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National Public Radio (NPR) Transcript - All Things Considered

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National Public Radio (NPR) July 28, 2004 Wednesday

SHOW: All Things Considered

HEADLINE: Potential impact of the Latino vote in key Western states on this year's presidential election

ANCHORS: MICHELE NORRIS

REPORTERS: LINDA WERTHEIMER

BODY:

MICHELE NORRIS, host:

The chairman of that convention, New Mexico Governor Bill Richardson, addresses the delegates tonight. Richardson is Hispanic, and his selection as head of the Boston gathering is part of the Democrats' effort to reach out to Hispanic voters, especially in key states. From Boston, NPR's Linda Wertheimer reports.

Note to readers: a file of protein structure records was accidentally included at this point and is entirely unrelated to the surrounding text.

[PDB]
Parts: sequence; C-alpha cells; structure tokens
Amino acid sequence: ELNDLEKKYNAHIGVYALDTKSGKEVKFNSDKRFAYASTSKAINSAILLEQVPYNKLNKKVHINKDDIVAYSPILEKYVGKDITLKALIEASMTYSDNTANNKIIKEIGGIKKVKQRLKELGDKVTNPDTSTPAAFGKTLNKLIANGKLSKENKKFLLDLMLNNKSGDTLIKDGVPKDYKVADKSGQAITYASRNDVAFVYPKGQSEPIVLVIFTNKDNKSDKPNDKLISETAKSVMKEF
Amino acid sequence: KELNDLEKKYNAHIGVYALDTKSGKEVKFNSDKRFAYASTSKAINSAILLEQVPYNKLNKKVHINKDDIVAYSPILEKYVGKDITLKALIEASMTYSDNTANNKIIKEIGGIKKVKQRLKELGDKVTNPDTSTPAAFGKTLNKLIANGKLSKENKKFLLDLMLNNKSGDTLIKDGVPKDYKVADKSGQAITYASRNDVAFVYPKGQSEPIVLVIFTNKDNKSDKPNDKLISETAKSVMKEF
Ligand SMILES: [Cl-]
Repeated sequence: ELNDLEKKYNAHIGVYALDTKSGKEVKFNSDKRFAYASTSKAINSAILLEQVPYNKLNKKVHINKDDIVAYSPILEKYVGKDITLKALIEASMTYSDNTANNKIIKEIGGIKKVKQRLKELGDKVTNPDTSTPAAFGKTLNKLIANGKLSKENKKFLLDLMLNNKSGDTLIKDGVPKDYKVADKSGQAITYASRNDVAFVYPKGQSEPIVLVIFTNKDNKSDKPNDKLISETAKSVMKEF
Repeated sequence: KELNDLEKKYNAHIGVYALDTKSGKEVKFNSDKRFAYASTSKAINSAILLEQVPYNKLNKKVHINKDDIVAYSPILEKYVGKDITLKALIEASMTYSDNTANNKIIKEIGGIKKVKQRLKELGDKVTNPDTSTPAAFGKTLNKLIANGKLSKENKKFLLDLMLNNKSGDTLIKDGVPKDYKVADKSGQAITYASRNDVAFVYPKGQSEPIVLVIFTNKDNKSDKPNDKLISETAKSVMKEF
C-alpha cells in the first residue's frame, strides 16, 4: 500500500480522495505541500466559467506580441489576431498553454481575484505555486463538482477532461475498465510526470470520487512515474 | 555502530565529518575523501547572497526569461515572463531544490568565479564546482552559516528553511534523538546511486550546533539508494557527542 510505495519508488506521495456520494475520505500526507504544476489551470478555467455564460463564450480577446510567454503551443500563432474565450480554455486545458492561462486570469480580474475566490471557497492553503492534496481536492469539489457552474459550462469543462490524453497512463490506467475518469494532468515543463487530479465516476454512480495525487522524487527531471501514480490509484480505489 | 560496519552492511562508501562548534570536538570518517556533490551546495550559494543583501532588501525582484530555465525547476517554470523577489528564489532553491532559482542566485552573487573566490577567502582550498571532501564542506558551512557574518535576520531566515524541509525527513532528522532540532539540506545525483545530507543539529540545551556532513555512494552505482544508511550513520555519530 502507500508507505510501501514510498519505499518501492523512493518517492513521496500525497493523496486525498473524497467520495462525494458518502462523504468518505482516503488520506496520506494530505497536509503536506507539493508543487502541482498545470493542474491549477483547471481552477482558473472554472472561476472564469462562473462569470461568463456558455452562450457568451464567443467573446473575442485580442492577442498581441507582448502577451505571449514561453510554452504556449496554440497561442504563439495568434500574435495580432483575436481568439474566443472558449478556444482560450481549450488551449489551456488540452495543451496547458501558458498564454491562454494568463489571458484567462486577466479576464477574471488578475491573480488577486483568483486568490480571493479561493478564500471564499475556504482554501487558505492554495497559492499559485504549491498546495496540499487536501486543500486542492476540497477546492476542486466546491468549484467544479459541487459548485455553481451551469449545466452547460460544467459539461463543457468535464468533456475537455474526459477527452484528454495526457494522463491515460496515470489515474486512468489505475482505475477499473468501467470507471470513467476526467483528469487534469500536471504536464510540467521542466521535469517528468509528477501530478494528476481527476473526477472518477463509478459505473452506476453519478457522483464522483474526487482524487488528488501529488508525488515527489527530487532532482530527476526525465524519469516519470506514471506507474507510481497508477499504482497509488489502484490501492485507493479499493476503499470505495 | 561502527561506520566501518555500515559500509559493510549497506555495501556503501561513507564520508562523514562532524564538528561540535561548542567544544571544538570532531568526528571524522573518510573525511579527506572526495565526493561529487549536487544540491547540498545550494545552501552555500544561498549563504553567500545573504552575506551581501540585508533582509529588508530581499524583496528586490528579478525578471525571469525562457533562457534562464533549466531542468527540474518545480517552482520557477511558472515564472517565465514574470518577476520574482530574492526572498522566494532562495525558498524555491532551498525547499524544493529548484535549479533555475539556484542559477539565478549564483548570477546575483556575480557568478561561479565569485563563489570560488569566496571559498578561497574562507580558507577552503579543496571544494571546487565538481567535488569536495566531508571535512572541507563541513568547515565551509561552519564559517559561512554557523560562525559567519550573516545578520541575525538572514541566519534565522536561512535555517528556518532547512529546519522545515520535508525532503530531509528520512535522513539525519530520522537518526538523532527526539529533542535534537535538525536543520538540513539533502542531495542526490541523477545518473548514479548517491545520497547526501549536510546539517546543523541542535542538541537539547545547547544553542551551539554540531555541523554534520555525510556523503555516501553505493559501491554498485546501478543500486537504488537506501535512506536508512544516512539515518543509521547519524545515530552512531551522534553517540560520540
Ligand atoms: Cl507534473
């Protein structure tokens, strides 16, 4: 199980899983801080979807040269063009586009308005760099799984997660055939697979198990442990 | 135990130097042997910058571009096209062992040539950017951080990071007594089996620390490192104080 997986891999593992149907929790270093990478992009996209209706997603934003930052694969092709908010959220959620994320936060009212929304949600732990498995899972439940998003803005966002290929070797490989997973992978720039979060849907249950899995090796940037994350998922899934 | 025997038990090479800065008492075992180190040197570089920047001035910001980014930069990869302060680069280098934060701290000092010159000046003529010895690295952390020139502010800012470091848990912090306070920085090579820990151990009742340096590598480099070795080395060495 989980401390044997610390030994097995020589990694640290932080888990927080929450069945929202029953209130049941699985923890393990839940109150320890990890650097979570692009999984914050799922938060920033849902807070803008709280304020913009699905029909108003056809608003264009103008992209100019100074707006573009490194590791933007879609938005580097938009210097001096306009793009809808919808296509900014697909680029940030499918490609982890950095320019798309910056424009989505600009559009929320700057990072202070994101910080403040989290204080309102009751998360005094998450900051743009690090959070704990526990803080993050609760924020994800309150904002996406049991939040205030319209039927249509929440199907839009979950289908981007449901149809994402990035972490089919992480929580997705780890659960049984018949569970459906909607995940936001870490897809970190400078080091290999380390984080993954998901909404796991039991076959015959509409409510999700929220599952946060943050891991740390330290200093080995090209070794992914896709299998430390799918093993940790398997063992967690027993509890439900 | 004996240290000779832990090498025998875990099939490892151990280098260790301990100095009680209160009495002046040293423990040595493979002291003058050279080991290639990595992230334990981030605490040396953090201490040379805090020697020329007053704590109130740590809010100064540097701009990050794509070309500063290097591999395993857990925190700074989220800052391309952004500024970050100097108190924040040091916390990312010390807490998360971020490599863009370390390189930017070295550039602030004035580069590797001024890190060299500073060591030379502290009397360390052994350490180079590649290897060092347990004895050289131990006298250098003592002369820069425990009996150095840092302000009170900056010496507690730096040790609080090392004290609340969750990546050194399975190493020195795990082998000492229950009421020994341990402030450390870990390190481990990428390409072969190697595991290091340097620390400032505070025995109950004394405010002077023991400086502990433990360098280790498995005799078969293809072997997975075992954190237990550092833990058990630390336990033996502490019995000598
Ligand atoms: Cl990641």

LINDA WERTHEIMER reporting:

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WERTHEIMER: After New Mexico, which is about 40 percent Hispanic, the Democrats' next best shot is probably Arizona. Could the state that produced Barry Goldwater tip Democratic? Again, there's a Democratic governor, Janet Napolitano, who spoke in a coveted evening slot last night at the convention. Her state is changing in just the way Richardson described: Retirees and young families are moving in, and the state has a large and politically active Hispanic population that Napolitano is counting on.

Governor JANET NAPOLITANO (Democrat, Arizona): It's very important and will be more so as the Hispanic population continues to grow. It is the most rapidly growing part of our demographic. You know, now it's about a fifth of our voters; soon, it will be a quarter of the voters. And it's a population that, you know, are very interested in education, very interested in health care, very interested in jobs, jobs with futures, futures for their children; very family-oriented.

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